Writer-director John Cameron Mitchell?s Shortbus is the director?s brilliant follow-up to his edgy musical comedy, Hedwig and the Angry Inch (2001). This time, Mitchell has cast largely amateur and unknown actors as a group of lonely, sad people post-9/11 who are searching for sex and, ultimately, love. They all converge upon a nightly salon (hence the title), where games, orgies, conversations and art emerge from the miasma to form a sort of sexual underground that deserves to be above ground. Among the standouts in this terrific unknown cast are Sook-Yin Lee as Sofie, a sex therapist who has never had an orgasm, Lindsay Beamish as Severin, the melancholy dominatrix who takes polaroids and labels them in her spare time as an aspiring artist, and Justin Bond as?himself(?), the host and emcee of Shortbus. It?s a remarkably moving, funny and beautiful film to behold! Look for Mitchell in the orgy scene.
Monthly Archives: October 2006
Lucky McKee’s The Woods is the director’s follow-up to his great 2003 debut May. That was a masterful horror/black comedy mixing elements of Frankenstein and Carrie to tell the wrenchingly sad and achingly beautiful – if horrific and disturbing – story of a lonely young girl who simply wants to make a connection and learns “if you can’t meet a friend, make one.”
McKee is in no less homage-y territory here: There are elements reminiscent of both Carrie (yet again) and Dario Argento’s classic Suspiria within this tale set in 1965 New England (I’d assume that’s where it’s set, but it’s never revealed). We meet Heather (Bruckner), a troubled youth who has started a fire in her home and whose parents (including hammy actor extraordinaire Bruce Campbell) decide to ship her off to a private all-girls Academy.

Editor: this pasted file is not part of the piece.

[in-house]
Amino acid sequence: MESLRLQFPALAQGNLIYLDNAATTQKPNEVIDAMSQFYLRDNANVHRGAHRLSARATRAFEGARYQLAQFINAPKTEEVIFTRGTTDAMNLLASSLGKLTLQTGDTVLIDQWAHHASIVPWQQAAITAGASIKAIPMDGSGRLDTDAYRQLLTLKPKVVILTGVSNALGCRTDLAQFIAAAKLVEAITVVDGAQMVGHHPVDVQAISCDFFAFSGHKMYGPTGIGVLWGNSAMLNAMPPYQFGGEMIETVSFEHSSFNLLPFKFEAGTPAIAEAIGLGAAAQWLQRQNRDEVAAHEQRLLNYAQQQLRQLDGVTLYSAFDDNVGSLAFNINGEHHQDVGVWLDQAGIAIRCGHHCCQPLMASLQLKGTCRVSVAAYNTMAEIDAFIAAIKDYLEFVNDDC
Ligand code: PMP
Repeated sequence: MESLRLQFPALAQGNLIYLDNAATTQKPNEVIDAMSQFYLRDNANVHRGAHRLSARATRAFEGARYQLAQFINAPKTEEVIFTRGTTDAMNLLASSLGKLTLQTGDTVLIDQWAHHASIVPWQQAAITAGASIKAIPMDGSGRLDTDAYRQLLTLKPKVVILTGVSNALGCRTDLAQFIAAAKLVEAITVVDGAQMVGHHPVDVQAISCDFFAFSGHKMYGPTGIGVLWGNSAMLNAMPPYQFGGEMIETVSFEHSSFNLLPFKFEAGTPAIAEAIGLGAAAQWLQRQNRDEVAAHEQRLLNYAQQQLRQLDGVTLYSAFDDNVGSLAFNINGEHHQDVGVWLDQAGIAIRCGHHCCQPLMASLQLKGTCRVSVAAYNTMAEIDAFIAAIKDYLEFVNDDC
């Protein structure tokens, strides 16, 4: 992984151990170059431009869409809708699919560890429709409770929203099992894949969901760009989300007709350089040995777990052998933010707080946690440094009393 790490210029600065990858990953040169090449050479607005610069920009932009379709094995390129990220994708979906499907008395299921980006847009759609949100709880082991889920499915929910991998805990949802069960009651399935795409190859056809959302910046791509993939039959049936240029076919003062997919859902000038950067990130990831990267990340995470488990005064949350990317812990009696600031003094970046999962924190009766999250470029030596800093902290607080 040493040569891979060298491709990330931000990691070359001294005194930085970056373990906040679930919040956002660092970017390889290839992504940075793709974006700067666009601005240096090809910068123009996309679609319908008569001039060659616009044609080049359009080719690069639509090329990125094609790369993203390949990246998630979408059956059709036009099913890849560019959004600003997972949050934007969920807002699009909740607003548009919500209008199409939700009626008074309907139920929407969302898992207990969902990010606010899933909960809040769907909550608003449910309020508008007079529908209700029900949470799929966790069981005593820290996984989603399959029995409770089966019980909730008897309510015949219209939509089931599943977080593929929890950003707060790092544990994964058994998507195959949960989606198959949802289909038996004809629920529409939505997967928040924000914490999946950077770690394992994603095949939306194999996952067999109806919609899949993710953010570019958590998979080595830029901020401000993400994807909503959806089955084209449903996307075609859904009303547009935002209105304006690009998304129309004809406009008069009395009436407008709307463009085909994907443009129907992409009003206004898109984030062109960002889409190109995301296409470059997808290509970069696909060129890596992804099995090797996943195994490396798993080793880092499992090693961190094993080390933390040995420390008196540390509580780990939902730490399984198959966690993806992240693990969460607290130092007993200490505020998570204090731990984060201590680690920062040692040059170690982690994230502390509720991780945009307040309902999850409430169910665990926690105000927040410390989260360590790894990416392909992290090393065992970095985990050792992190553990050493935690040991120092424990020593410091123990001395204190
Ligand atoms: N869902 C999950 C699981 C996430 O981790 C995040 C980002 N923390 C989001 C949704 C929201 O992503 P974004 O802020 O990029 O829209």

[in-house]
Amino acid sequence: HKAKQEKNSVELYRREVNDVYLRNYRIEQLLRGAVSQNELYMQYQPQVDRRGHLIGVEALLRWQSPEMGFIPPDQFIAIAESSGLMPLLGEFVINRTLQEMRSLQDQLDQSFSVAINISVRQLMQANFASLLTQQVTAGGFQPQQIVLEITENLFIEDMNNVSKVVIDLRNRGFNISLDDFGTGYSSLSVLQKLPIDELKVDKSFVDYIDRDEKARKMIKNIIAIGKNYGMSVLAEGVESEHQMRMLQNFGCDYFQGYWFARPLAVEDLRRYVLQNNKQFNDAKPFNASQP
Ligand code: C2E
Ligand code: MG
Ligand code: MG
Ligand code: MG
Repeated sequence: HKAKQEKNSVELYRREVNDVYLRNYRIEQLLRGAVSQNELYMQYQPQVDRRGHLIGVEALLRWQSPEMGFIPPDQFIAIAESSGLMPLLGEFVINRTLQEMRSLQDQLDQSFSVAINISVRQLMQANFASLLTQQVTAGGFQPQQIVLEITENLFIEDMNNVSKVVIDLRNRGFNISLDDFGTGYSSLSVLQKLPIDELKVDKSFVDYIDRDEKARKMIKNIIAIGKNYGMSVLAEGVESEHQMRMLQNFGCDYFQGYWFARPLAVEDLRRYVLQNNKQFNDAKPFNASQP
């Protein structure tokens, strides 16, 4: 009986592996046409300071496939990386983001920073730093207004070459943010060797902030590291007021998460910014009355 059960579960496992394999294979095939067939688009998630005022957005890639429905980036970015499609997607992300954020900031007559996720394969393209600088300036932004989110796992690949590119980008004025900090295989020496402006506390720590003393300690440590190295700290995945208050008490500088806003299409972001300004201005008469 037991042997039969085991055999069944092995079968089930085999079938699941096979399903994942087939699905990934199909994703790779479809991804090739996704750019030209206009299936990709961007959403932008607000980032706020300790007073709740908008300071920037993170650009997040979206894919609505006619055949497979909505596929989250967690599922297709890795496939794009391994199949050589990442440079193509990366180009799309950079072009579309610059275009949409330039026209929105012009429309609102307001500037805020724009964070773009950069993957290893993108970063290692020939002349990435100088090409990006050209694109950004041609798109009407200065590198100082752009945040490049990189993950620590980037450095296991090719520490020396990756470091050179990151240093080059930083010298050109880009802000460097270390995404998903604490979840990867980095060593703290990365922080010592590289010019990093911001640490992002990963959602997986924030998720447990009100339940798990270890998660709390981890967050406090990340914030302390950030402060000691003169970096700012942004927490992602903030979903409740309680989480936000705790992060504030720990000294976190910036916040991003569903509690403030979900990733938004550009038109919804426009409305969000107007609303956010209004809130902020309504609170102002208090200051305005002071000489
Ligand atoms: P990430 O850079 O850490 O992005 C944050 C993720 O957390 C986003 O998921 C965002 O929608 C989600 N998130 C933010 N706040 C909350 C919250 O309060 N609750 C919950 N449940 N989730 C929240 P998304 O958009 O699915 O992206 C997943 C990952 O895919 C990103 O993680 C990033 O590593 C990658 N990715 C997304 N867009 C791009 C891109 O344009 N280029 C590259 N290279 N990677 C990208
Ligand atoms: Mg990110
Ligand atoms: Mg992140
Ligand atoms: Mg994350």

This school is somewhat off-putting and strange, and ultimately the headmistress (Patricia Clarkson, creepy and realistic all at once) is near-immediately suspicious of the young upstart she’s admitted to her school.
Soon, disturbing noises, darkly lit sojourns to off-the-beaten-path territories within the school grounds, and more than a few cliched myths and confrontations between adversarial students rear their ugly heads, and we have a rather straight-forward thriller – especially coming from the young and promising writer-director of one of my all-time favorite horror films.
Mr. McKee, as I’ve read, may have had this film taken away from him. Still, some if not all of the old McKee touches are present: especially a creepily slowed down version of the classic “You Don’t Own Me” straining on the soundtrack at various intervals – including the end credits.
Ultimately, this is a very standard and mildly boring horror-lite effort that neither engages that much, nor wows us with anything really new. Well-made and intriguing, it’s worth checking out on a cold, dark and scary night…